I can’t stress this enough: when you find a theater that accepts scripts, READ THE SUBMISSION RULES. Follow them to the letter. Some theaters, for example, don’t want your name to appear anywhere except the title page, while some want it on the title page, in the margins, and in the dialogue. Some accept electronic submissions, while some need 2 or 3 copies of your worked, stapled in specific geometric patterns. Some don’t care about the formatting, while some have extremely complex standards for what your script should look like. No matter how annoyingly arcane their instructions, do what they say. They’re in charge (for now). Especially look for the SASE notice. I generally don’t include the SASE for the return of my plays, because I don’t expect my plays to be in great condition when they come back. Some theaters, however, require a normal sized SASE so they can send your acceptance/rejection letter (someday, these theaters will realize that email is much easier).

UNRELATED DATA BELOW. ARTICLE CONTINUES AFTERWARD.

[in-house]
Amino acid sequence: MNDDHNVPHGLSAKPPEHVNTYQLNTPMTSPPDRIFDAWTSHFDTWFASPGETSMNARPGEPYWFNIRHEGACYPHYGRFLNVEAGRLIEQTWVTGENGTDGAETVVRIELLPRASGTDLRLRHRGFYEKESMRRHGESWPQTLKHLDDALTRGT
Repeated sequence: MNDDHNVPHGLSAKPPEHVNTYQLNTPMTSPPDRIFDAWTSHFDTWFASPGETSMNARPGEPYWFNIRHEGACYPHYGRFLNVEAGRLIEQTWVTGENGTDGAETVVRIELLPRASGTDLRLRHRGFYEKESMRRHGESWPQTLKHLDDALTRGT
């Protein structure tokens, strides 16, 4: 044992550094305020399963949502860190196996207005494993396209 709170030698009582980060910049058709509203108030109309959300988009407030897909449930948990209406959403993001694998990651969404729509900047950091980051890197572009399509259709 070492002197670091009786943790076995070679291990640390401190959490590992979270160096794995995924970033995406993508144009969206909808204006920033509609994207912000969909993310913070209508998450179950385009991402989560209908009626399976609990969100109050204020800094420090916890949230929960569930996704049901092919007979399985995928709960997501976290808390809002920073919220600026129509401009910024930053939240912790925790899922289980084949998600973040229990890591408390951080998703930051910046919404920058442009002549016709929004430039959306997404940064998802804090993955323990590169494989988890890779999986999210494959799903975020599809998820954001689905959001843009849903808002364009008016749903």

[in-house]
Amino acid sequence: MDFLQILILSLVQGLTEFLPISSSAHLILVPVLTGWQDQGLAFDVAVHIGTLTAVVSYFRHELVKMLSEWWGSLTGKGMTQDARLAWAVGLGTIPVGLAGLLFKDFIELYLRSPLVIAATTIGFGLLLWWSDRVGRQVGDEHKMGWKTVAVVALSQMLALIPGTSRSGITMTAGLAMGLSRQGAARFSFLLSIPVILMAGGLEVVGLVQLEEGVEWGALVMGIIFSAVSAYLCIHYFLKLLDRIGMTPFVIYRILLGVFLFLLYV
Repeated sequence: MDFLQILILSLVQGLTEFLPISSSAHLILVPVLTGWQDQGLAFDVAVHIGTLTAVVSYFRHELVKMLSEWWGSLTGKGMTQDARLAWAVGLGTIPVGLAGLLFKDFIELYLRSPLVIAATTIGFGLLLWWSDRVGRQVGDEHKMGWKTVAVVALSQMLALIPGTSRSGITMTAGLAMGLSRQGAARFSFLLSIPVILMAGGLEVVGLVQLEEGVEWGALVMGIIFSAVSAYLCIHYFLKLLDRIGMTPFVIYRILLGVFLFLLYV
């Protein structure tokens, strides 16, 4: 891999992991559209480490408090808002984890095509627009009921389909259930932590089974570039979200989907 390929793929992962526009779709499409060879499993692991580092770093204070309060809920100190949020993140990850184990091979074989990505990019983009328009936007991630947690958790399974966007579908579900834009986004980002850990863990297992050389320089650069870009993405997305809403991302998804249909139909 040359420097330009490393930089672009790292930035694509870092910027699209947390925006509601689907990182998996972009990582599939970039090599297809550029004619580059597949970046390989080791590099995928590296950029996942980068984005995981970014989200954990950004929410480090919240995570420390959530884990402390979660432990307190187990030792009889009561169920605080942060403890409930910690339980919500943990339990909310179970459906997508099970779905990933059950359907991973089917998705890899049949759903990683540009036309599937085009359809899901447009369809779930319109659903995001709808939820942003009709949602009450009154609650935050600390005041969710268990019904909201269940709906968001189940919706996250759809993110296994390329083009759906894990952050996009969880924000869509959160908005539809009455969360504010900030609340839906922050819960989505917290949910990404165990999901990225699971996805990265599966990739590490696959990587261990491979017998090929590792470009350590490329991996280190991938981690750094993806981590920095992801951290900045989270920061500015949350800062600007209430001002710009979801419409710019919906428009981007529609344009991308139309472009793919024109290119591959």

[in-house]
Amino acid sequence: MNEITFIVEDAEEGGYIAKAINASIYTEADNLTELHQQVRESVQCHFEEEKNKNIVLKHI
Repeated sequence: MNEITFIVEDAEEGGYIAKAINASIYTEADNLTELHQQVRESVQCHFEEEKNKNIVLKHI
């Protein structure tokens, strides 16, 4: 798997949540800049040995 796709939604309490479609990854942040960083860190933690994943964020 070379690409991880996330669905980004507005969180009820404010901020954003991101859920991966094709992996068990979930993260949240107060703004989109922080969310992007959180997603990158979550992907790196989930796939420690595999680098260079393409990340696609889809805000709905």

Just because you’re following the rules, however, doesn’t mean you can’t be a little sneaky now and then…

Formatting Is Also Your Friend.

So you’ve written a beautiful 17-page play, and you want to submit it to a theater that only accepts scripts that are 15 pages or shorter. No problem. Start playing with the margins, particularly the top/bottom margin. Try making that font just a half-point smaller. Or, worse comes to worse, make those empty lines between lines of dialogue just a wee bit smaller. If you’re subtle, no one will notice these things.

I have a specific format that I like to use, with the name of the speaker in bold and centered with dialogue beneath it. I like a big left margin (actors do to, since they can write in notes), and I find Verdana 11 font clean and legible (even though my good friend Mike Sandler, who has created this site, thinks it looks crappy on paper). However, I realize that this means my scripts use more paper than they need to, so I’m always prepared to change them up. Just don’t make the font too small or the theater will be on to you.

Be Professional.

I write a cover letter with every submission. It’s simple and clean, and usually starts out with something like:

Dear Purple People Eater Theatre:

Enclosed are three one-act plays for your consideration for the Naked Nuns One-Act Festival.

I’ll then describe each play in a little blurb. Make these blurbs dynamic and active (and for god’s sake don’t say anything like “it needs work” or “I’m reasonably happy with it”). I have a standard two-sentence blurb for each show, but I’m happy to re-write it to make sure it fits a contest or festival “theme.”

Find a Way To Make Your Play Fit Their Theme.